Wednesday, August 08, 2018

Screw Children First, Always, or I Wouldn't Treat My Dog How NYC Treats Kids

In a system that claims to care about schoolchildren, it's unconscionable that special needs classes are sitting around in a scorching heat wave with no air-conditioning. I'm lucky to work in a school where that doesn't happen quite as frequently as it does elsewhere, but good intentions are no substitute for modern electric wiring. I've therefore found myself in sweltering miserable classrooms as recently as last year.

I'm in Ontario now, and I wouldn't subject my dog to what the system puts these kids through. You can see him in the picture at a fruit stand, saying I'm not gonna eat any of this stuff and asking why I brought him here.

Granted, I love my dog, so I'm off on a quest to find him Freshpet dog food here in Ontario. But jeez, don't we love our children? Shouldn't they be treated with the same consideration I give my dog?

There are certain fundamentals in education. One is, that in a miserably hot classroom, it is incredibly hard to concentrate. I'd like to just blame kids for that, but the fact is it's as hard for me as it is them. How do you focus on some story about other people when all you can think about is how soon can I get out of here? If it's hard for us, it's harder for kids. I'm not an expert on special-needs kids but it's not a big stretch to say it's at least as hard for them. Maybe the city feels that special needs somehow preclude basic human needs. Hard to say, since I work every day instead of sitting around Tweed somewhere.

I didn't speak at my very first Executive Board meeting. I wanted to bring up air conditioning in schools. I can't remember why my colleagues talked me out of it. I do recall, though, a few months later, the city saying it would place AC in all classrooms at some point in the future. I have news for the DOE--the future is now, and you're leaving children behind.

My daughter went to some summer program in a nearby elementary schools when she was very young. On extremely hot days, we'd get a call. Don't bother coming in. We're not making kids sit in miserable hot classrooms on days like this. That makes sense to me. Of course, NYC would never do such a thing, even though it wouldn't hurt anyone, even though keeping the kids in classrooms is likely as not making them hate school.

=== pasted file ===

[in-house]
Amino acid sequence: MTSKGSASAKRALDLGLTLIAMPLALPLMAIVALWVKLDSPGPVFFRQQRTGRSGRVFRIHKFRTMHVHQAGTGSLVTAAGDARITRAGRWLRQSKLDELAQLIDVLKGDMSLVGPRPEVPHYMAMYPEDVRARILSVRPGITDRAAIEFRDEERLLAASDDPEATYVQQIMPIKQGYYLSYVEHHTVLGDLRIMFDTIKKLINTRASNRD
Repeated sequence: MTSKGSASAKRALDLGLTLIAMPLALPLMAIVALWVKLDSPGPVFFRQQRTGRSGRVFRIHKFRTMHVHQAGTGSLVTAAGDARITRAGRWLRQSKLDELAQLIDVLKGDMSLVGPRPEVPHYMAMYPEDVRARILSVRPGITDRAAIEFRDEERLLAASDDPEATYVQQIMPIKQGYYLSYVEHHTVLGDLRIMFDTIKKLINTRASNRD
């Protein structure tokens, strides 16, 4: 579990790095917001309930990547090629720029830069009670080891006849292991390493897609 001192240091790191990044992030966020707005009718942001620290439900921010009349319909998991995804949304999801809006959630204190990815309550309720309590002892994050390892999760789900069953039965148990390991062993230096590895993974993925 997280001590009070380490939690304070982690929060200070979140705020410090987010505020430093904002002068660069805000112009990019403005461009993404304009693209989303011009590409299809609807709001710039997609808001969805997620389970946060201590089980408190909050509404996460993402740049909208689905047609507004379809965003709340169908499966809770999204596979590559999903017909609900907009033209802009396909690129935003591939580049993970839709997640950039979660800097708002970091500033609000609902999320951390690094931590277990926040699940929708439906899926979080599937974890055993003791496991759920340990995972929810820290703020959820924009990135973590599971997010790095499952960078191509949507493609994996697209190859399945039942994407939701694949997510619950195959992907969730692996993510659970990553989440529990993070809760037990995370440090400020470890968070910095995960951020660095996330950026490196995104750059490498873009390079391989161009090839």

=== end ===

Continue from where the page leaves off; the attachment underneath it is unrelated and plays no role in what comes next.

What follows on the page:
Did you know that New York City has a protocol for a delayed opening? I remember hearing about it when it started. It was utilized exactly once, when there was a transit strike. All those years, when you drove to work with cars crashing to your left and right, when Carmen Fariña discussed how beautiful the day was with her chauffeur, the city could have eased things not only for you, but also for 1.1 million schoolchildren. They didn't, of course, because if Carmen's chauffeur could come in, why couldn't the kids? They could easily have booked limos just like Carmen did. Teachers? Them too.

Granted, Bill de Blasio seems to have learned from Carmen's amazing lack of perception for the obvious. He now closes schools when there are raging blizzards. He doesn't even wait until 5 AM like Klein used to do, because he seems not to be a small-minded, nitpicking, self-serving automaton concerned solely with his own advancement. That's a step forward.

Nonetheless, we can do better. Years ago, I installed central AC in my home. I see how my dog reacts when it's above 90 outside, so don't turn off the AC when the dog is home alone.  Now I work every day, so I have no idea what the thinking is at Tweed, if indeed there is any. This notwithstanding, the AC at Tweed should be turned off every single day until every city kid is learning in a comfortable environment. If we wanted to torture children, we could just dump them into Moskowitz Academies.

But we don't want to do that, do we? And if that's the case, New York City's children deserve at least the same consideration we dog lovers provide our canine companions.
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